Cyprus was an awakening for me on many levels. I lost everything I owned, escaped with the clothes on my back, and felt grateful to be alive. Others weren’t so lucky.
Cyprus taught me that doomsday can happen anywhere, at any time — a natural disaster, a financial disaster, the loss of a home. The important thing is to be aware and plan, so that your assets don’t all sit in one basket under one government.
MEMOIR MADNESS-ALL 99p/99c!!!!!
Some of our authors have got together to bring you #memoirmadness. All these WLM books are reduced this week to just 99p/99c, plus the authors of these memoirs will be taking part in interviews on twitter and Facebook. They will be on twitter at 7.30pm UK time today answering questions using the #memoirmadness and the Facebook event is on Tuesday evening. Click this link (the blue writing) to check out all the books on offer and all the links to buy are on there-just click the relevant book cover/s.
Then click the picture link for info about the memoir madness event.
“Think left and think right and think low and think high. Oh, the thinks you can think up if only you try” – Dr. Seuss
As a kid I loved things that were different, out of the ordinary; unpredictable rhyme, unpredictable reason, things that flowed by chance, and anything that stirred my wild imagination.
I remember the day at the Tucson Public Library when I first discovered a book called “And to Think That I Saw It on Mulberry Street.” Published in 1937, the story turned 77 this year. It’s about a boy who wants to impress his father with an interesting account of what happens on his way home from school. So instead of seeing the same boring old horse and wagon on Mulberry Street, the boy imagines a zebra pulling the wagon. Then as his imagination kicks in and runs wild, the zebra morphs into a reindeer, the wagon becomes a golden chariot, and then magically changes into a fancy sleigh.
From that day forward, the different rhythmic lines in Dr Seuss’ children’s books stirred my imagination again and again. I enjoyed making up songs and stories; but I had dyslexia and my language skills needed help. When I tried to speak, my words got all mixed up and people laughed at me. My dad nicknamed me ‘Dutch’ because it sounded like I was trying to speak a foreign language.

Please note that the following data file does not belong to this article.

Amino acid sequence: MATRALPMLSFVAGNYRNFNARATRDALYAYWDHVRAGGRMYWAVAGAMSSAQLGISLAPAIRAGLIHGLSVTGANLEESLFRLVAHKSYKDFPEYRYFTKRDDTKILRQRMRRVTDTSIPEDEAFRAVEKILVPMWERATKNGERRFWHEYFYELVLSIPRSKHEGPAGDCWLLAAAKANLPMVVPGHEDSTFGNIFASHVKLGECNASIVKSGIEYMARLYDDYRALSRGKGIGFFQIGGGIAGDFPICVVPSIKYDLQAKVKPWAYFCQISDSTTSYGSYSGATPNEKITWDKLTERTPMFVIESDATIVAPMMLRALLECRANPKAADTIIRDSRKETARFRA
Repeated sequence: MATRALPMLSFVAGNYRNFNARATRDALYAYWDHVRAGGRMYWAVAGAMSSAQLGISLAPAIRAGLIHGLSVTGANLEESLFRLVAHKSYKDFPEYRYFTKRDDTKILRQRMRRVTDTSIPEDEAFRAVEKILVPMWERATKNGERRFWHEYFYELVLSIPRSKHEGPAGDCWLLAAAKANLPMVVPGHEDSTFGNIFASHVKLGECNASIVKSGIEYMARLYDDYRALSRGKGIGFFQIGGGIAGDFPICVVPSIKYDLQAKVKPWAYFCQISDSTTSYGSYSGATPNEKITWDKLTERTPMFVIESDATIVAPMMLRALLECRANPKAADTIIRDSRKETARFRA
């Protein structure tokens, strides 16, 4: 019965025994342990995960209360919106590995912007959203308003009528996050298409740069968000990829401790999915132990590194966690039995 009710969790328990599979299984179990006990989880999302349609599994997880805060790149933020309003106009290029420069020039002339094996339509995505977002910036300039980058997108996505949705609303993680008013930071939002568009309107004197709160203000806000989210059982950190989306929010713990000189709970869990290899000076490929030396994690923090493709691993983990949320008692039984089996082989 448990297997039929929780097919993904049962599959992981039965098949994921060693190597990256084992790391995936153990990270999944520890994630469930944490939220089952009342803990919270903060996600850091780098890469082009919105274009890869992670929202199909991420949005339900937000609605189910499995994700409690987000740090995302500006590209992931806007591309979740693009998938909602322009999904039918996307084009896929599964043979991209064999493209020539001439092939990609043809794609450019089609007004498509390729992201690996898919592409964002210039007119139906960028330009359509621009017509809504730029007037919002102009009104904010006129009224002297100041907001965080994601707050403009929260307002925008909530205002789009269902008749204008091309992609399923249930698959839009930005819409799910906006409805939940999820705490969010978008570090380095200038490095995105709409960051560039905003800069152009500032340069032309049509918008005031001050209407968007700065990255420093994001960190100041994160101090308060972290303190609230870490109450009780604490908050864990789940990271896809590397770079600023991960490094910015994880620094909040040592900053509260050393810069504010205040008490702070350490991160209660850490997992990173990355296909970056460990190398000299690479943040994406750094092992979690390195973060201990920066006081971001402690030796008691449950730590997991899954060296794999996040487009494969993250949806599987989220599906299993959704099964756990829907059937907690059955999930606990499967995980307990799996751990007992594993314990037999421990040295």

My mother worked long hours teaching me how to read and write by putting the letters and sounds together in word puzzle games. By the time I was in the fourth grade, I was reading, writing, and telling stories that others understood. I wrote a short story about my dog Brownie and his bad liver breath, and how I loved him in spite of his bad breath. The story won first place in a competition, giving me confidence to keep writing.
I recently received a fun note from a book reviewer, and it got me thinking about thinking … left and right, low and high. Rhonda, the reviewer wrote, “It was a different reading experience, but then I love different.”
I smiled at the thought. My writing style is different. It is unique.
The Miami International Book Fair 2014 was great fun! Even in the rain. Not only did I receive a gold medal, BEST Non-Fiction — Travel, for The Lullaby Illusion; I also met other authors and readers, and made several new friends at the Readers Favorite 2014 Awards ceremony in Miami on 22 Nov 2014.
My husband, Doug DuBosque, traveled with me. We normally explore new cities aboard a sightseeing tour bus but with no time to spare we instead examined the cosmopolitan city loop by Tri-Rail and rode the Metro to and from our hotel. Riding high above the city streets, we saw iconic buildings and monuments. Quite impressive!
We enjoyed two delightful days visiting with Doug’s sister and her daughter (Joanne and Amanda). From their hotel room, we had an awesome view of the river and bay. Through fits of laughter, we ordered an Uber to take us to South Beach for lunch. This cool new concept of a ride sharing service in a private car was nice to experience.
As we strolled alongside the palm trees and beach, we saw the whackiest and best characters that South Beach has to offer and a variety of colored buildings; reflecting the rich history of American, European, and Caribbean influences.
Awaiting our bus back to the hotel, we took a selfie of the four of us in the pouring rain to remind that Miami is fun; rain or shine.